Tramadol was developed for people, so the recommended dose for dogs can vary widely depending on who you speak to.
It is generally accepted that a typical average dose is 2mg / kg body weight twice a day, meaning a 25 kg dog would take a 50mg tramadol for dogs twice a day.
This dose can be given with food or on an empty stomach, it doesn’t matter.
How Much Tramadol Can I Give My Dog?
There is a sliding scale of dosage from a lowly 1mg / kg up to a hefty 10 mg/ kg.
In practical terms what usually happens is the vet will recommend a dose at the bottom of this range and slowly increase it to effect.
Although it must be borne in mind that it takes up to two weeks to reach the maximum pain-relieving effect.
Just as the tramadol dog dosage is flexible, so is the dosing interval.
As standard most vets prescribe tramadol twice a day, but three or even four times a day may be appropriate depending on the individual dog.
Tramadol is well tolerated by most dogs but as with any drug, it can have side effects.
The most common of these is sedation, which can actually be helpful in some circumstances, say if your dog has a bad back and the vet has instructed him to be rested.
However, excessive sedation can lead to the dog staggering around as if drunk, which can be alarming.
If this happens alert your vet so they can adjust the dosage.
Bizarrely, some dogs go the other way and instead of becoming sedated become over-anxious, pace, and are restless.
Other recognized side effects include vomiting, diarrhea or constipation, and a decreased appetite.
Again, if you see these signs your vet will want to know.
In the event of an overdose the symptoms are more severe and include extreme sedation or agitation, with drooling and increased salivation, an increased effort to breathe, and possibly seizures.
Contact your vet immediately if these signs occur.
The vet will give a sedative to counteract the effects and intravenous fluids to support the dog until the effects of the tramadol wear off.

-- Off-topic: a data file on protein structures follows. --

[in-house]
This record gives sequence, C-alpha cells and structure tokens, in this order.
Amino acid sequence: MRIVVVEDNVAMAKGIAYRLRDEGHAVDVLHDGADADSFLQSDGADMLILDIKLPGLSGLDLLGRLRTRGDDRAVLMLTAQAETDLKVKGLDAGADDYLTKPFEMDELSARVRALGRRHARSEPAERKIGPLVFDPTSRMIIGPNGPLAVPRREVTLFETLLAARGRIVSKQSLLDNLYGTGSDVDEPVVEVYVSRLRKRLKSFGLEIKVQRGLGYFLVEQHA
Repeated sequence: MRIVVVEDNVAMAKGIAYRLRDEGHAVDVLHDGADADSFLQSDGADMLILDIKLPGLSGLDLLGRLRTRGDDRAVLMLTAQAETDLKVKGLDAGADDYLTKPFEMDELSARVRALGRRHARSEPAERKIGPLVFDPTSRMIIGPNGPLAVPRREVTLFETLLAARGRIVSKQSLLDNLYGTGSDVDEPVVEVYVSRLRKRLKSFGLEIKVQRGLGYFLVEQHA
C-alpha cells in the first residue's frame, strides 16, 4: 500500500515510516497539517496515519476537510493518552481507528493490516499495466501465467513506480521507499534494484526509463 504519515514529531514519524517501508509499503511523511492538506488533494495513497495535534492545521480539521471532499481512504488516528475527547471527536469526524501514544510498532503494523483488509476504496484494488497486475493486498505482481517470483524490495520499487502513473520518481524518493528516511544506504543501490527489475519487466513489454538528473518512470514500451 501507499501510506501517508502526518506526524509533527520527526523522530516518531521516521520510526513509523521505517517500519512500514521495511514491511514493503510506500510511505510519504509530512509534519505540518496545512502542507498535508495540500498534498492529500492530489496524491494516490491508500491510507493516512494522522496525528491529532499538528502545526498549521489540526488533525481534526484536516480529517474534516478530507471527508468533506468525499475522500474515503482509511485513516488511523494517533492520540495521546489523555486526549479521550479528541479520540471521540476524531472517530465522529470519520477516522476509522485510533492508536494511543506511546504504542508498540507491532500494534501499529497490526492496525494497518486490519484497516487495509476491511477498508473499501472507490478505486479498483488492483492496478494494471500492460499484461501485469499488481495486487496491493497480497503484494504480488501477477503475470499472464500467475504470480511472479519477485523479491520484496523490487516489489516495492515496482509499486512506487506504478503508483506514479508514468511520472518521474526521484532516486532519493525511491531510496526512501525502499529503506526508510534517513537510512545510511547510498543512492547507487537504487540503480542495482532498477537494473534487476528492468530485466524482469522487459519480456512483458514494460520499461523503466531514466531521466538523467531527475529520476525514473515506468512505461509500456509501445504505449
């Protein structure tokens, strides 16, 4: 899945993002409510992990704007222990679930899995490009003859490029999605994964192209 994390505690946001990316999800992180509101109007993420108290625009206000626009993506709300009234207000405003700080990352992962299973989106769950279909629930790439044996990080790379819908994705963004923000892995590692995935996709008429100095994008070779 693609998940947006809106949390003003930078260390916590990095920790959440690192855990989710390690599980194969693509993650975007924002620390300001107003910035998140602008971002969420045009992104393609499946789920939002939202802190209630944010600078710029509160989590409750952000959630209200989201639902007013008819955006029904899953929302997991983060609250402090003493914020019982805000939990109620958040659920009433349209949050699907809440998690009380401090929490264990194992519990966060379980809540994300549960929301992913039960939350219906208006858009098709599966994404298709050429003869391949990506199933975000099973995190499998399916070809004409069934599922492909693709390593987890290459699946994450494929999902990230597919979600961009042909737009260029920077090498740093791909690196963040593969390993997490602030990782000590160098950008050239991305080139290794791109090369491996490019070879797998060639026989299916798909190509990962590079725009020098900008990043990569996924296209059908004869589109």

Tramadol dog’s side effects can be amplified when it’s given with certain other drugs.
These include medications from the family of drugs that have mood altering benefits, such as fluoxetine and selegiline, also SAMe (used to support the liver), warfarin, and certain anesthetics such as state-of-the-art sevofluorane.
Given in combination with the above tramadol has the potential to lower a dog’s seizure threshold and have a fit break through, cause extreme mental dullness, or suppress respiration making it difficult for the dog to breath.
For dogs with liver or kidney disease the dose of tramadol needs careful attention.
It is usually sufficient to give a lowered dose, but again this is a decision for your vet.
Bear in mind your vet will carefully assess whether tramadol is a suitable medication for your dog and take other treatments and health conditions into account when deciding on a dosage.
In a nutshell tramadol is a useful medication for controlling your dog’s pain, but be sure to dose only as recommended by your vet.
Dr Sarah Robinson attended veterinary school at Oklahoma State University receiving a D.V.M. in 2008. Sarah’s longtime interest is to help people to better communicate with their pet companions, and in doing so, to help them to strengthen their relationships with their dogs and cats. Sarah has published numerous articles on canine feeding in pet related magazines, veterinary journals and leading natural health web sites.